Whereas Obama did not immediately fire OPM‘s director, Bush, according to his plan, would prioritize “holding executive branch officials accountable for their failure to prioritize cybersecurity and protect the networks under their care.”
“The people who protect our systems are just as important as the technology itself,” the former governor declares in his proposal.
Tien argued that Bush’s comments about the OPM breach ignored “the reality behind the failure.”
“He easily goes to ‘culture,’ which is the kind of thing people point to when they can’t point to concrete reasons,” he said.
Although it takes shots at Obama-era technology crises like the OPM hack and salts its proposals with conservative axioms (“The government’s power to incentivize and empower must take precedence over its predilection to regulate and constrain”), the plan echoes many of the current administration’s Internet-policy goals.
“It’s a ringing endorsement of the approach the Obama administration has taken,” said Rob Knake, a senior fellow on cyber policy at the Council on Foreign Relations, who served as director of cybersecurity policy at the White House from 2011 to 2015.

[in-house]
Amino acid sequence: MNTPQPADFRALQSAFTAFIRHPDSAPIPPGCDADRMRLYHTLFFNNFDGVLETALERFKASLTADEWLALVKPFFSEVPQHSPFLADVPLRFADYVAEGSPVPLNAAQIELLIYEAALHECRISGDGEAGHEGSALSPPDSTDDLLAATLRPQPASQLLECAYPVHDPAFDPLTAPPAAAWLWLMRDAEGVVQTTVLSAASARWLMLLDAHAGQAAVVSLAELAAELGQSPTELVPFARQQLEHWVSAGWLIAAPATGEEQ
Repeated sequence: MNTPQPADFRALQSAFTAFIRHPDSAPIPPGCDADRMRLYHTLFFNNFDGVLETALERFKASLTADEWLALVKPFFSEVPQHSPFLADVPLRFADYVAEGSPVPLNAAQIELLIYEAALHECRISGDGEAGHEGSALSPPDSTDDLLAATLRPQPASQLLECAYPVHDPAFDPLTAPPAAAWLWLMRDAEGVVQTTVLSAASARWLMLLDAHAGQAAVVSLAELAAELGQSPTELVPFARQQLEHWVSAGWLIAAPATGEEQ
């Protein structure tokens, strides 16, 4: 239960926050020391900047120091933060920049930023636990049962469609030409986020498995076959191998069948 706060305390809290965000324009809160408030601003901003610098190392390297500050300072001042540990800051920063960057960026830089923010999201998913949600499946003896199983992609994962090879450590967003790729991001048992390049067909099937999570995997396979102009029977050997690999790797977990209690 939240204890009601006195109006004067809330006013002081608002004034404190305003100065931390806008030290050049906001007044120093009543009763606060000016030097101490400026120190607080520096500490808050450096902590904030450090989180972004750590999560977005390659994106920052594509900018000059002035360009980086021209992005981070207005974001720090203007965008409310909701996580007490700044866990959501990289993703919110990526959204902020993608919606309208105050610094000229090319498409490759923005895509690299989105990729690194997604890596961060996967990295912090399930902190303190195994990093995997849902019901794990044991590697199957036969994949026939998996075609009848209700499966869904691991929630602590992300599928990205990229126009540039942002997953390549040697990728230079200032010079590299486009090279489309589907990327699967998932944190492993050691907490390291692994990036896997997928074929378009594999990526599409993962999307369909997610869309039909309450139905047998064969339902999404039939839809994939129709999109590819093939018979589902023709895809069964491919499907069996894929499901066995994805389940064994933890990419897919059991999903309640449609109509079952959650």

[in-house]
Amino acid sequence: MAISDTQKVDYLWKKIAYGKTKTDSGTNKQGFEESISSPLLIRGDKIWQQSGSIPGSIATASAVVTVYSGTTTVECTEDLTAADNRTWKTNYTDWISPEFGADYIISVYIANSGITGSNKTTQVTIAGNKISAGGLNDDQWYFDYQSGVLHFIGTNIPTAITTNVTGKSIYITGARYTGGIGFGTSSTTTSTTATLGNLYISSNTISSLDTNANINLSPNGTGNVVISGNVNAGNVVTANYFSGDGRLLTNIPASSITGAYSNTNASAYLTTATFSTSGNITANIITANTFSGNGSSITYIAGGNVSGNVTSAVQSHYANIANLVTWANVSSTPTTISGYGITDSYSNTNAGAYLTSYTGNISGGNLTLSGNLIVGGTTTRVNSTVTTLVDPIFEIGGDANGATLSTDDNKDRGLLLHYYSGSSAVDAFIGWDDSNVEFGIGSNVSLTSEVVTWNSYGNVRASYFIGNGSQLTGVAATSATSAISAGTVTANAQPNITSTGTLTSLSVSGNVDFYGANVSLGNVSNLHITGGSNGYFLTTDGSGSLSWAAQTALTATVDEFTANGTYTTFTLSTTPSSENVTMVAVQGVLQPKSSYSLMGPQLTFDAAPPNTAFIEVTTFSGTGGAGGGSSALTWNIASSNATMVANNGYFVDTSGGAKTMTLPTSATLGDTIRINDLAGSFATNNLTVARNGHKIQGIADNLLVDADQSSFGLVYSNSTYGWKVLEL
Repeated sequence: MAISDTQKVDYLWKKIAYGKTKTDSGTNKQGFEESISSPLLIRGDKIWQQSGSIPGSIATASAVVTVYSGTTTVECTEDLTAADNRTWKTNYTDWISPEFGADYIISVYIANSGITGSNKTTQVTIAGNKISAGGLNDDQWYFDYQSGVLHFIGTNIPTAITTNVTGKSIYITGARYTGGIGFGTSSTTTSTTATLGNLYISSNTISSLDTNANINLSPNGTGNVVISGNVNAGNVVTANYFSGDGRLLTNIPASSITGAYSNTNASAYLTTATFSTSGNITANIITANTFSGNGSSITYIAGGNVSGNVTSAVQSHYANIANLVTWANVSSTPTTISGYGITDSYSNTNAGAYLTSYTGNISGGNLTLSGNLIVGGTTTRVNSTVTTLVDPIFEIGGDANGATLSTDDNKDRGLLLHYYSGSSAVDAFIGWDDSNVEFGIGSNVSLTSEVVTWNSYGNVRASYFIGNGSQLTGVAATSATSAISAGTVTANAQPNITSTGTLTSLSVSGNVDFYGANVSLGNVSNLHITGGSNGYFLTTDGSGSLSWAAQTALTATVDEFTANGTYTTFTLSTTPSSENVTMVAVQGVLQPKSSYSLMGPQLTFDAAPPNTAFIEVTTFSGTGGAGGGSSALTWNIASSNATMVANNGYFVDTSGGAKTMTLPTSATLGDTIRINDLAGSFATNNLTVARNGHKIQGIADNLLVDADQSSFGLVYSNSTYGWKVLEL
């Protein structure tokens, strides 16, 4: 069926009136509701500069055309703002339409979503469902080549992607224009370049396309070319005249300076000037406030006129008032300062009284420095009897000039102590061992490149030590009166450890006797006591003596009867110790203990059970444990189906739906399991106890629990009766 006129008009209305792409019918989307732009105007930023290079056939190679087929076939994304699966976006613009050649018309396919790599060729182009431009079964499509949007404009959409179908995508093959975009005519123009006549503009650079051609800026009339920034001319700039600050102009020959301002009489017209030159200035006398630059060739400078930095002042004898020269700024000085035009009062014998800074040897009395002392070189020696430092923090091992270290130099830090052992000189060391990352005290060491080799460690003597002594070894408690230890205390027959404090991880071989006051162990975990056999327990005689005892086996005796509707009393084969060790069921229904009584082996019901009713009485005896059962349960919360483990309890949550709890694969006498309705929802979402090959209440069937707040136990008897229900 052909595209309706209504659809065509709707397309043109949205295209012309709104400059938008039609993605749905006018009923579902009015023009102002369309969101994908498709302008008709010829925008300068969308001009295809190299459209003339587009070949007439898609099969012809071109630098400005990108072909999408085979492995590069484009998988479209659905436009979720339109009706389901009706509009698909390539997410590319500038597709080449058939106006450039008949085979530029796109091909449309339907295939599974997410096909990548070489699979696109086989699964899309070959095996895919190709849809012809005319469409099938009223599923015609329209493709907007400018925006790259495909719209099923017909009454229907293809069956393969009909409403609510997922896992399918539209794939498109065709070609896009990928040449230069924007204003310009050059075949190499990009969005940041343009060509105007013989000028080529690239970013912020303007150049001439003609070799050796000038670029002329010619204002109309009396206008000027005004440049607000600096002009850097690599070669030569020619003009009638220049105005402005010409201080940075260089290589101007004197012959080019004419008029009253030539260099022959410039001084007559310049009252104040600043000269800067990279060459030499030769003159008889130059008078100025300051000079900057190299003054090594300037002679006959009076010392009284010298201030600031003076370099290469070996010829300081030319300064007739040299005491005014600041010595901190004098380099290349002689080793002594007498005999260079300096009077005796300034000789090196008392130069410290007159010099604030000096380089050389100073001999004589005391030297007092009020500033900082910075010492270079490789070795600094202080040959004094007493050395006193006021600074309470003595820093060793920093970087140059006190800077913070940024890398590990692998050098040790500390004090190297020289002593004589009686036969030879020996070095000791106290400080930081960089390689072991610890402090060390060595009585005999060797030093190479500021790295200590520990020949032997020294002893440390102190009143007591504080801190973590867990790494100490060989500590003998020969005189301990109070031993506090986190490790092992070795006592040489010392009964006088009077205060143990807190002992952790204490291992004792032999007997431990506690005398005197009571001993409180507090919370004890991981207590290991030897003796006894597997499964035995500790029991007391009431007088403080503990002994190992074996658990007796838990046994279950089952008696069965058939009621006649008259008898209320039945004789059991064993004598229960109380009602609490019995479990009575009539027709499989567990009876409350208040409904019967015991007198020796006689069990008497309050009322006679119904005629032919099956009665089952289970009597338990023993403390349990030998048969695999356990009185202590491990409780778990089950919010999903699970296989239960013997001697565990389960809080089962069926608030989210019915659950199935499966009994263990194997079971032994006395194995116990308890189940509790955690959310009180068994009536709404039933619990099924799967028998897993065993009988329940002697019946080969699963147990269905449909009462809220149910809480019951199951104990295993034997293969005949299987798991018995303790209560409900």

Bush says in his plan that he wants the government to “promote best practices for the private sector, including voluntary cybersecurity standards.” He adds: “Just as the government needs to pay more attention to cybersecurity, so too must the private sector.”
“He easily goes to ‘culture,’ which is the kind of thing people point to when they can’t point to concrete reasons.”
The plan praises the “ongoing work” on cybersecurity standards at the National Institutes of Standards and Technology. Knake, who helped draft the executive order that created that program, said, “Hats off for calling out the NIST framework.”
Bush also wants the U.S. to take a more active role in advancing the dialog around international cyber norms. “The President should also prioritize cybersecurity in discussions and agreements with our allies and partners around the world,” the plan says. Bush calls for the U.S. to “work with partners to establish international rules of the road and get them to establish the legal framework necessary to prosecute cybercriminals,” something the government is already doing through the United Nations.